Unoriginal and Tired, ‘A United Kingdom’ Is Just Another Biopic

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Through the smoky haze of the London bar, their eyes met, but nothing was spoken. This glance, exchanged early on in Amma Asante’s A United Kingdom, sets the tone for this film as a classical—if not, conventional—biographical tale of forbidden love in 1947. Seretse Khama’s (David Oyelowo) gaze looks beyond the clouds of smoke to see Ruth Williams (Rosamund Pike) sipping a drink. Initially, the two abstain from saying anything to one another, but soon, they find themselves dancing in unison, without a care. People glance over, dumbfounded, wondering why a white woman is dancing with a black man—the dancers fail to notice this discretion, and the jazz music continually blares on.

As is abundantly clear from the onset, the impending marriage between Ruth and Seretse is denounced by nearly everyone who hears of it. Adding to the confusion, Seretse, an African prince, is informed that he must return to his home country of Bechuanaland (now, Botswana) to rule over his people. Ruth agrees to marry him, leaving London behind for the arid lands of Southern Africa. The dim, colorless streets of London are juxtaposed magnificently with the open vibrancy of Africa. The grayscale streets of an English city are quickly replaced with the oranges and yellows of the sun-drenched lands and vistas of Bechuanaland. Yet, even this change in landscape cannot help the couple escape judgment and chastisement, as Seretse’s family, too, becomes skeptical of such a marriage—after all, how could a white woman rule over an African nation? Seretse’s nation becomes fractured, and soon after, the English government begins to get involved, and this compounding of events leaves the characters seemingly hopeless in the face of ingrained racism.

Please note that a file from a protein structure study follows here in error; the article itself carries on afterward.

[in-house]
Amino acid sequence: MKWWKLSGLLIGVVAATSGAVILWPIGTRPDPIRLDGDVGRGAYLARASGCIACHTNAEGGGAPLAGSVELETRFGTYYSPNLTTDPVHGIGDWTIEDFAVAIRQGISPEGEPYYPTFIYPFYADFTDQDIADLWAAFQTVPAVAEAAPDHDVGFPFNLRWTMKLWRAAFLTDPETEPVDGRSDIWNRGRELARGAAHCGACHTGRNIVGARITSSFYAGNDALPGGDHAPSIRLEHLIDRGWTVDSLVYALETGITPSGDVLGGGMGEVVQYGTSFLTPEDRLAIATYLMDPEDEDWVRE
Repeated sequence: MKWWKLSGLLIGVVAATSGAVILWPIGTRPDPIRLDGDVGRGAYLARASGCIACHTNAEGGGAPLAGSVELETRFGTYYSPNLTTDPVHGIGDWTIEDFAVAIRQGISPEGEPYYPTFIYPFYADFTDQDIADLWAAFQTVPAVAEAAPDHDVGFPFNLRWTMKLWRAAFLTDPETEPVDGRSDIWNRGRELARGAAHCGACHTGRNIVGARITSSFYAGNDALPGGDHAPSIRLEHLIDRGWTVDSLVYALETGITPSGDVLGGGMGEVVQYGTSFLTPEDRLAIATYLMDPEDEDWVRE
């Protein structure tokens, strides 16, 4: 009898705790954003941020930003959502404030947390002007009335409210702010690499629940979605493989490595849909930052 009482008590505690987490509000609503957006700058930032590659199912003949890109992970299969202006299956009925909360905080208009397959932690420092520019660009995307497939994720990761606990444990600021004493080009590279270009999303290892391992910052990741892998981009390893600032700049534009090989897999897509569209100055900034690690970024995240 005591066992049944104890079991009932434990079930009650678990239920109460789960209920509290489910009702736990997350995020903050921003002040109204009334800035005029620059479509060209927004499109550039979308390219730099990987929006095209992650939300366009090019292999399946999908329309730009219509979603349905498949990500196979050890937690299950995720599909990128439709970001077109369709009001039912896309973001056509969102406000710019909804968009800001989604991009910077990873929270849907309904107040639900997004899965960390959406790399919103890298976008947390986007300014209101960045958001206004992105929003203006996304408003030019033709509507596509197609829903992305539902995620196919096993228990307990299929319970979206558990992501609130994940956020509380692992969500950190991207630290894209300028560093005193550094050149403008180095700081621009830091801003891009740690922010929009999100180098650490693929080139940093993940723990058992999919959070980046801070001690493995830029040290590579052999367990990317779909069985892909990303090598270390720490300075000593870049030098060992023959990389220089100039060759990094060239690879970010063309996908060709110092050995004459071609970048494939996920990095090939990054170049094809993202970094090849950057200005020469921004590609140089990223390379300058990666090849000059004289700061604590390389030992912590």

Ultimately, while there is enjoyment to be found in the film the brazen conventionality of the film began to wear down. The English government’s sinister ambitions that begin to take root in the second half of the film, feel inorganic, even if this film is based on a true story. British officials calling for the couple’s divorce or exile, furthermore, were soullessly inhuman. To make matters worse, a subplot is later introduced, as Seretse discovers a secret British agenda to exploit Bechuanaland for its resources. This, like other aspects of this film, felt wholly manufactured, which is upsetting given that these events actually happened.



The film’s conventionality, however, could not stop Oyelowo from giving another rousing, impassioned performance. His performances are often incredibly powerful, a result of the emotion he reveals in his eyes. In nearly every frame, Oyelowo seems to be holding back a certain frustration and pain that can only be observed in this eyes. In addition, his ability to oscillate between tender husband and powerful leader is astonishing, for he delivers quite a few stirring speeches in this film that rival his work portraying Martin Luther King Jr. in Selma (2014). Pike, likewise, gives a powerful performance as well, expressing complex emotions in looks and stares.

The disappointment in A United Kingdom comes from its inability to transcend the confines of a biographical, crowd-pleasing film. Thematically, this film addresses the abhorrent nature of the systemic racism of apartheid and the avarice of imperial nations that colonized Africa. While important, these themes are not necessarily novel. Loving (2016) tells the story of a couple unable to marry in the United States due to by an archaic law forbidding interracial marriage. Both Loving and A United Kingdom are period pieces dealing with similar themes, yet Loving wisely directs its attention away from the procedural aspects of the story and focuses on the quiet domesticity and contentedness of the familial unit. The characters in Loving seem substantially more fleshed-out than the characters in A United Kingdom. The latter was too bogged down in plot to focus enough time on its genuinely interesting characters.

Even with all its missteps and flaws, there is much to enjoy. Late in the film, Seretse continuously informs his people that he wishes to stop English involvement in Bechuanaland, “dismantling a tradition.” While the film itself may not succeed in dismantling a tradition of conventional biopics, it works fairly well within the limiting confines of the genre.

Featured Image By BBC Films

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